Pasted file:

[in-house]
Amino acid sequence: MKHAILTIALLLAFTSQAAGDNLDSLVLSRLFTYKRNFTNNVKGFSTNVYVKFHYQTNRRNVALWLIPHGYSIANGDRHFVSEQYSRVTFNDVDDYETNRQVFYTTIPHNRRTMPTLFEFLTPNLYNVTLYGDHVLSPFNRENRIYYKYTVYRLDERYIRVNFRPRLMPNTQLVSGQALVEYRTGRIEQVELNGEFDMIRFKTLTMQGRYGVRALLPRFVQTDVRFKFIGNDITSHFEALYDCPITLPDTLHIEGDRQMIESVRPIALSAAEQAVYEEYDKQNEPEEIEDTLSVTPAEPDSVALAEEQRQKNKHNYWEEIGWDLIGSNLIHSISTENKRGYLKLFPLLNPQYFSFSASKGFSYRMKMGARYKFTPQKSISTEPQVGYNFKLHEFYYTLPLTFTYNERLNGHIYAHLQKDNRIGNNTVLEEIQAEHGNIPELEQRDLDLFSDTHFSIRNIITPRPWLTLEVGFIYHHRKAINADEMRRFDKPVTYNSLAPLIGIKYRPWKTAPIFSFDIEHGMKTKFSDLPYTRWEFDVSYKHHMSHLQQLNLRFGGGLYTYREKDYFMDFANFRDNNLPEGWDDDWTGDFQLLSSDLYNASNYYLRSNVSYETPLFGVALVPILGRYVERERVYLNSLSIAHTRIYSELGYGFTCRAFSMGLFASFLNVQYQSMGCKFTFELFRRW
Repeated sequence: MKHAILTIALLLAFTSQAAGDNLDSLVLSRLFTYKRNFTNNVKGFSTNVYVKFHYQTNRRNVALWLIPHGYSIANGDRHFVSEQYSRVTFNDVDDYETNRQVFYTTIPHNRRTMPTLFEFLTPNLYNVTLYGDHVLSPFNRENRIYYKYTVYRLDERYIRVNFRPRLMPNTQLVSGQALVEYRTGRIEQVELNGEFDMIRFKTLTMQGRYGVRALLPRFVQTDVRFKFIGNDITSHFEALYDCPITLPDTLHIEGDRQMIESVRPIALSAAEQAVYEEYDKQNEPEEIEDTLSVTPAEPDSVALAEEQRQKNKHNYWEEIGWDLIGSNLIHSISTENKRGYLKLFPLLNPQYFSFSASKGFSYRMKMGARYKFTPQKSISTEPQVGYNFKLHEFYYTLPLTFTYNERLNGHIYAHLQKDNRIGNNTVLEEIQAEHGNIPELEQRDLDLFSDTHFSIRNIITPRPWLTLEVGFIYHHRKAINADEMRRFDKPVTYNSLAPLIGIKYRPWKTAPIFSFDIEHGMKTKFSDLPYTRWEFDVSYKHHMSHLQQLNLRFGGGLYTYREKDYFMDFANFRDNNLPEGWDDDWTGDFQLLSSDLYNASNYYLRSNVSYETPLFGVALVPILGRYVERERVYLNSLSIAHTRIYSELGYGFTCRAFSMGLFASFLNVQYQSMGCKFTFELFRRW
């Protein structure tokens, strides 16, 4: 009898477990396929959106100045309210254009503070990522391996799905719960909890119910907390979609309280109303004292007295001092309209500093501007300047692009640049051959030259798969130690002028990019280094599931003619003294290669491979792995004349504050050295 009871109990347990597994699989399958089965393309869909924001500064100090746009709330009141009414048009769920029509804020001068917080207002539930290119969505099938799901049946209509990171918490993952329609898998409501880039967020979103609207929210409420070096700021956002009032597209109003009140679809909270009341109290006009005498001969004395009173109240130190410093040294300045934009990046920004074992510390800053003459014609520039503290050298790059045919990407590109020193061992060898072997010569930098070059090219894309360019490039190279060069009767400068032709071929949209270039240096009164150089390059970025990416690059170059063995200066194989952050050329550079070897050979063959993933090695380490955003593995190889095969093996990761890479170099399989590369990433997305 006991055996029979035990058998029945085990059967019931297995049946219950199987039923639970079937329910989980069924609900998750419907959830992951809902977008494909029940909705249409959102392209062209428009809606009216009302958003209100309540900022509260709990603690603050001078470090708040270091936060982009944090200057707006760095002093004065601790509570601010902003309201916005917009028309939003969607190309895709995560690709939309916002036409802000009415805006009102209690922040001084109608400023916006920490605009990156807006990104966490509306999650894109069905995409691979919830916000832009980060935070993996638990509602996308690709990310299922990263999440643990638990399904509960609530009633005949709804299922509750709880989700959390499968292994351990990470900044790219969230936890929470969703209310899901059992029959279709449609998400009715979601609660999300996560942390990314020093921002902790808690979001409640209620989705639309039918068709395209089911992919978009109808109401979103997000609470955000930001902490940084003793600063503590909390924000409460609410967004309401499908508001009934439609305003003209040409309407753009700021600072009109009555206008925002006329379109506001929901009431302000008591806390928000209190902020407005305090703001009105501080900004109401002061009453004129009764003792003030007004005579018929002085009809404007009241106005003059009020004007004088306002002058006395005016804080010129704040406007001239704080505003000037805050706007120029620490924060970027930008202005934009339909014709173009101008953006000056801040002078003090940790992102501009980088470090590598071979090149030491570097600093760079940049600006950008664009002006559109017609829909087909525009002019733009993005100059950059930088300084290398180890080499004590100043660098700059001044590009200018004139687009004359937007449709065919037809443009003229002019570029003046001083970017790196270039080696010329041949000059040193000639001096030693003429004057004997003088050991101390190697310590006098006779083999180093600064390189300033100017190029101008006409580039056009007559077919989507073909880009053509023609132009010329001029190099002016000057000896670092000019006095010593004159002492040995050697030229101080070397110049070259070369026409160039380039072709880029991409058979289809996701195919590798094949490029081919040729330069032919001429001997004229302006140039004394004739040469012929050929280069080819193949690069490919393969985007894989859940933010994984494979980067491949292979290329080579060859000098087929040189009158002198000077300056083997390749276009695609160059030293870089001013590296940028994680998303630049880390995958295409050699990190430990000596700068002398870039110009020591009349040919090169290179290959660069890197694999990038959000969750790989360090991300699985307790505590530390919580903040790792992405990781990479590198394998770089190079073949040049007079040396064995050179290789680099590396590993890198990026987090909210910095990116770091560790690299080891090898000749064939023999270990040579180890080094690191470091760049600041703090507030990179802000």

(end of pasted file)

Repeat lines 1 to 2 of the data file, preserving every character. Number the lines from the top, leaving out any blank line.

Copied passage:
[in-house]
Amino acid sequence: MKHAILTIALLLAFTSQAAGDNLDSLVLSRLFTYKRNFTNNVKGFSTNVYVKFHYQTNRRNVALWLIPHGYSIANGDRHFVSEQYSRVTFNDVDDYETNRQVFYTTIPHNRRTMPTLFEFLTPNLYNVTLYGDHVLSPFNRENRIYYKYTVYRLDERYIRVNFRPRLMPNTQLVSGQALVEYRTGRIEQVELNGEFDMIRFKTLTMQGRYGVRALLPRFVQTDVRFKFIGNDITSHFEALYDCPITLPDTLHIEGDRQMIESVRPIALSAAEQAVYEEYDKQNEPEEIEDTLSVTPAEPDSVALAEEQRQKNKHNYWEEIGWDLIGSNLIHSISTENKRGYLKLFPLLNPQYFSFSASKGFSYRMKMGARYKFTPQKSISTEPQVGYNFKLHEFYYTLPLTFTYNERLNGHIYAHLQKDNRIGNNTVLEEIQAEHGNIPELEQRDLDLFSDTHFSIRNIITPRPWLTLEVGFIYHHRKAINADEMRRFDKPVTYNSLAPLIGIKYRPWKTAPIFSFDIEHGMKTKFSDLPYTRWEFDVSYKHHMSHLQQLNLRFGGGLYTYREKDYFMDFANFRDNNLPEGWDDDWTGDFQLLSSDLYNASNYYLRSNVSYETPLFGVALVPILGRYVERERVYLNSLSIAHTRIYSELGYGFTCRAFSMGLFASFLNVQYQSMGCKFTFELFRRW